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Thursday, June 15, 2006

Ind. Decisions - Supreme Court issues two today

In Michael C. Armstrong v. State of Indiana, an 8-page opinion, Justice Rucker writes:

We hold today that a driver of a vehicle who leaves the scene of an accident resulting in injury or death may be held criminally responsible even if the driver’s vehicle did not strike the injured or deceased party. * * *

Considering the wording of the statute along with this Court’s assessment of the statute’s predecessor, Armstrong had fair warning that his conduct—failing to stop after an accident resulting in death—was criminal. Therefore the Due Process Clause of the Fifth Amendment does not bar Armstrong’s prosecution for this offense. We affirm the judgment of the trial court.

In Alfred G. Nelson v. State of Indiana, a 3-page opinion, Justice Rucker writes:

[Nelson's] argument was premised upon Honeycutt v. State, 760 N.E.2d 648 (Ind. Ct. App. 2001), a case in which a panel of the Court of Appeals declared that “the legislature limits the scope of [Indiana Code section 9-26-1-1] to incidents involving a vehicle striking something that causes injury to someone, or a vehicle striking a person and causing injury.” Id. at 651. Because there was no evidence that the victim in that case had been struck by the defendant’s vehicle, the court reversed the defendant’s conviction, declaring that Indiana Code section 9-26-1-1 did not apply. The Court of Appeals in this case declined to follow Honeycutt. Instead the court relied upon Armstrong v. State, 818 N.E.2d 93 (Ind. Ct. App. 2004), in which a different panel of the Court of Appeals also declined to follow Honeycutt. * * *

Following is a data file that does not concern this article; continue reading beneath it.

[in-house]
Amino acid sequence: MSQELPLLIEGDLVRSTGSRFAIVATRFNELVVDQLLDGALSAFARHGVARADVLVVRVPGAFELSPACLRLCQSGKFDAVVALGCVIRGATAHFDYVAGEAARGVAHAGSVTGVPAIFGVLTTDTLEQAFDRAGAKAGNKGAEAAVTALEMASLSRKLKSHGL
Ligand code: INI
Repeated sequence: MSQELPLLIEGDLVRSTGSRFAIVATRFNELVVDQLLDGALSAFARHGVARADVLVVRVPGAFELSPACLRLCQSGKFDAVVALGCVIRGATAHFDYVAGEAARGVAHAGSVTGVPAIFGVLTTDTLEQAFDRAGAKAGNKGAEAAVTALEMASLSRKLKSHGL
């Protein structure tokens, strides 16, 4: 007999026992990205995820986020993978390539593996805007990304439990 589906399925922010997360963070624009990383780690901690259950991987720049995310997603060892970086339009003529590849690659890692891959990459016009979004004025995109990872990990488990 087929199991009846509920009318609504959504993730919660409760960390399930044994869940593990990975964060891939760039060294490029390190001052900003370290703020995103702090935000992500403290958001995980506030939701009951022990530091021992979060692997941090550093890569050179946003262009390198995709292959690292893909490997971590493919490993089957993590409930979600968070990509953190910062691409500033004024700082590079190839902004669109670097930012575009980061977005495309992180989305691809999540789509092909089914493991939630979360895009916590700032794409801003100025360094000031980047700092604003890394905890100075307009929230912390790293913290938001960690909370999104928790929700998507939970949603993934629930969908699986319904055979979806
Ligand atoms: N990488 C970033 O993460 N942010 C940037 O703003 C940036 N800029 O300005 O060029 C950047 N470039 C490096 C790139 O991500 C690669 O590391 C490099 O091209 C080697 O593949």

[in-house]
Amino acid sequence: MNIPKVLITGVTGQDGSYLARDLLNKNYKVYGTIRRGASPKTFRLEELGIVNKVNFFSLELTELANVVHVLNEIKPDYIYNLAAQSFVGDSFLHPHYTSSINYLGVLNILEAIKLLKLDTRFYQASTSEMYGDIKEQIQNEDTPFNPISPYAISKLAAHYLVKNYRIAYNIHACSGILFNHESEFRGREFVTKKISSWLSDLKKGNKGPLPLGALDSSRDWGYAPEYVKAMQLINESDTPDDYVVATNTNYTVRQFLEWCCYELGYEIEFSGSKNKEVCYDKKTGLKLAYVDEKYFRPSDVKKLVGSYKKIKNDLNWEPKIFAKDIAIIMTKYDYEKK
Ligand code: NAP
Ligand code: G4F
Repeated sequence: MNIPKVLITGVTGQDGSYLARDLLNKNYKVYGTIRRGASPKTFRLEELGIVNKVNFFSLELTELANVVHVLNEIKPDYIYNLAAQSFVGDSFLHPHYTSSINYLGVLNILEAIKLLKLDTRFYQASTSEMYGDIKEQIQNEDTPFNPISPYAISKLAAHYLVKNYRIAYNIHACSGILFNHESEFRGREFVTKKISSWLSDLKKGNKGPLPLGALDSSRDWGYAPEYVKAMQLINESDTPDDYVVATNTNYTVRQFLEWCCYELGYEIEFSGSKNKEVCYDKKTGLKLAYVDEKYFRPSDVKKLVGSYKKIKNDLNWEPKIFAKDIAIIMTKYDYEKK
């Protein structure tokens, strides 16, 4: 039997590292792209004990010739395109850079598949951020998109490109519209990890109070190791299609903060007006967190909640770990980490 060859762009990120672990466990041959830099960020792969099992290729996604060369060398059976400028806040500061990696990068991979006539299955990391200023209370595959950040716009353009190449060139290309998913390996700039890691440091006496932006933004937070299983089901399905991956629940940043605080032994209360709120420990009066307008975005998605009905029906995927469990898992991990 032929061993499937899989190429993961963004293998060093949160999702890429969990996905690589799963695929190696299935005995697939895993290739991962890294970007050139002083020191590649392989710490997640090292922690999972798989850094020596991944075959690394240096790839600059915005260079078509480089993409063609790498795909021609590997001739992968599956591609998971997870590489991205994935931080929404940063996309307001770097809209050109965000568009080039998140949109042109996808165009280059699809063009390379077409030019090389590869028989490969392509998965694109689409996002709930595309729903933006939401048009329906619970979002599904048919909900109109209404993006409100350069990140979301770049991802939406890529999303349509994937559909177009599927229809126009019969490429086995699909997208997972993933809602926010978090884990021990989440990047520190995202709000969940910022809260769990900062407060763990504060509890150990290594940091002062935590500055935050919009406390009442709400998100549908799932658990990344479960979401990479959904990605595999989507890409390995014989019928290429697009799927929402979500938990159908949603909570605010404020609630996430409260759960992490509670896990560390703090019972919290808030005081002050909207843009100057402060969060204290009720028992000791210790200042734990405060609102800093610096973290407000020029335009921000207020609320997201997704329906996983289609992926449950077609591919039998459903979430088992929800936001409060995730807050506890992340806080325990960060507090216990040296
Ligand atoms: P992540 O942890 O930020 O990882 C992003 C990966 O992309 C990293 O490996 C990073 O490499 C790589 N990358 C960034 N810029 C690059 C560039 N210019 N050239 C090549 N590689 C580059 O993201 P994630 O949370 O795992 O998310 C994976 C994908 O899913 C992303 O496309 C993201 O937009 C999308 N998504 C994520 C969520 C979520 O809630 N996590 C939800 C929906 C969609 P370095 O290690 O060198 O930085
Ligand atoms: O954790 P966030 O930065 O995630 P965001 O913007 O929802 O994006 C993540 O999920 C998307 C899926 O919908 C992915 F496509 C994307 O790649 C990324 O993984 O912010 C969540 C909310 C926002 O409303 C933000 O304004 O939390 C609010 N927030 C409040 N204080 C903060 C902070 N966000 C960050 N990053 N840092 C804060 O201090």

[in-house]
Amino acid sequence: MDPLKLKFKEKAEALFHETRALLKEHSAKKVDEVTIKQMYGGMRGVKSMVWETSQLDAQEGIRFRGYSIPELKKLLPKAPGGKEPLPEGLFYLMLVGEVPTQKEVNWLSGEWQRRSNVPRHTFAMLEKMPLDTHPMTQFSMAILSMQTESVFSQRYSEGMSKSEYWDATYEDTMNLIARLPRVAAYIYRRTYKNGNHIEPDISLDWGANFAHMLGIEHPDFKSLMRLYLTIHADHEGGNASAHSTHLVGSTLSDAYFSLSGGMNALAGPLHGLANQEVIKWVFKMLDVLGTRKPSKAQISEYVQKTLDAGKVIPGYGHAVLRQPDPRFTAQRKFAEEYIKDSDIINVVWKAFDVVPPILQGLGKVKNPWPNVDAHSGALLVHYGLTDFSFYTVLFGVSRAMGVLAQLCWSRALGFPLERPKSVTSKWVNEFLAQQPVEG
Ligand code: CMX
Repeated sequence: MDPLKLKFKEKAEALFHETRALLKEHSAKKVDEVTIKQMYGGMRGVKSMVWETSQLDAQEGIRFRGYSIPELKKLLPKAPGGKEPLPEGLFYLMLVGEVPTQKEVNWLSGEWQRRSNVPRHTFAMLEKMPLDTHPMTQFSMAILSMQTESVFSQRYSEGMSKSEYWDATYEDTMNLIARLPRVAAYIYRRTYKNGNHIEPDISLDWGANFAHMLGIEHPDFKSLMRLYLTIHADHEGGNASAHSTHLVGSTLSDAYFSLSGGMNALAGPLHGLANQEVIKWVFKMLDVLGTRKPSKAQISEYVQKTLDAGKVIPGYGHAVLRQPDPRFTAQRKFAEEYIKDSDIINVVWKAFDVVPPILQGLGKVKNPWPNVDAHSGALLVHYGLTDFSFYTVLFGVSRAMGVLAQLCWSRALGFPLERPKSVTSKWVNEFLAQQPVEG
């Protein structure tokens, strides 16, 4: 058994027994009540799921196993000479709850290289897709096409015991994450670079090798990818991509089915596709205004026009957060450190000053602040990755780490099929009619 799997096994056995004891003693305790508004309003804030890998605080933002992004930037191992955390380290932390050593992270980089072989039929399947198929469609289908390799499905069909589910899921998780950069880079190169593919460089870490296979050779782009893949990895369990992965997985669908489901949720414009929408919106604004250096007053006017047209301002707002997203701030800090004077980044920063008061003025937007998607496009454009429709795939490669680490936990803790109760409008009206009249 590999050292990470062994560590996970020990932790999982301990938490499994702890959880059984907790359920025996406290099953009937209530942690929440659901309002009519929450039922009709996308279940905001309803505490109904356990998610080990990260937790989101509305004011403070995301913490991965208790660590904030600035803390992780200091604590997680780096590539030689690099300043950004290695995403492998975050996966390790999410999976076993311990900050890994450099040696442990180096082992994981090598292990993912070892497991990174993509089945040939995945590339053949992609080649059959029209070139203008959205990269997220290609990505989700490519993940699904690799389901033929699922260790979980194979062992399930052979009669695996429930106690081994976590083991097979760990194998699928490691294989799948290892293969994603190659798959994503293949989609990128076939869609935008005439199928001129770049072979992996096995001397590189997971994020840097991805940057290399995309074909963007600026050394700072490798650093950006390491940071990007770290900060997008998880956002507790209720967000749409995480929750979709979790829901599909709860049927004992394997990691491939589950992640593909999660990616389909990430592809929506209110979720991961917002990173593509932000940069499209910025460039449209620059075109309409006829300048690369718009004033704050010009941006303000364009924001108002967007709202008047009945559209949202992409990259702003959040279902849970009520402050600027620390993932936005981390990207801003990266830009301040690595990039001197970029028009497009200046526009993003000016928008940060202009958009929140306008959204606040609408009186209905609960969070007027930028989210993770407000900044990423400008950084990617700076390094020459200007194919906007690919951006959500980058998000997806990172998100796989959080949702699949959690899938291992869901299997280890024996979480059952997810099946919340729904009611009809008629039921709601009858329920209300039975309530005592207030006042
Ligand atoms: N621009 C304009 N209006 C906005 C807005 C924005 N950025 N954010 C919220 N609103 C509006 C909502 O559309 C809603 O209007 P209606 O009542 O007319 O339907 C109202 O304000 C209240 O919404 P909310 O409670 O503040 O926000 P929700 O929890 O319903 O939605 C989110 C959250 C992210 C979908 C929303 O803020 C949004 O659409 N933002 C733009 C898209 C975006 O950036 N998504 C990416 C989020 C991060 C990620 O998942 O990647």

In an opinion handed down today, we adopted that portion of Armstrong interpreting Indiana Code section 9-26-1-1. Armstrong v. State, No. 26S05-0606-CR-212, slip op. at 5, ___N.E.2d___, ___, (Ind. June 15, 2006). In doing so we “disapprove the contrary interpretation of the statute announced in Honeycutt.” Id. However, we disagreed with our colleagues [on the Court of Appeals] on the question of retroactivity. We held instead that “the central question to be asked in deciding whether retroactive application of a judicial decision violates due process is whether the defendant had fair warning that his conduct was criminal at the time he engaged in it.” Id., slip op. at 7. Based on the wording of the statute along with this Court’s assessment of the statute’s predecessor we concluded that, “Armstrong had fair warning that his conduct—failing to stop after an accident resulting in death—was criminal.” Id., slip op. at 8. We reach the same conclusion here. The Due Process Clause of the Fifth Amendment, made applicable to the states by the Fourteenth Amendment, did not bar Nelson’s prosecution for this offense. We now grant transfer and affirm the judgment of the trial court.

Posted by Marcia Oddi on June 15, 2006 11:54 AM
Posted to Ind. Sup.Ct. Decisions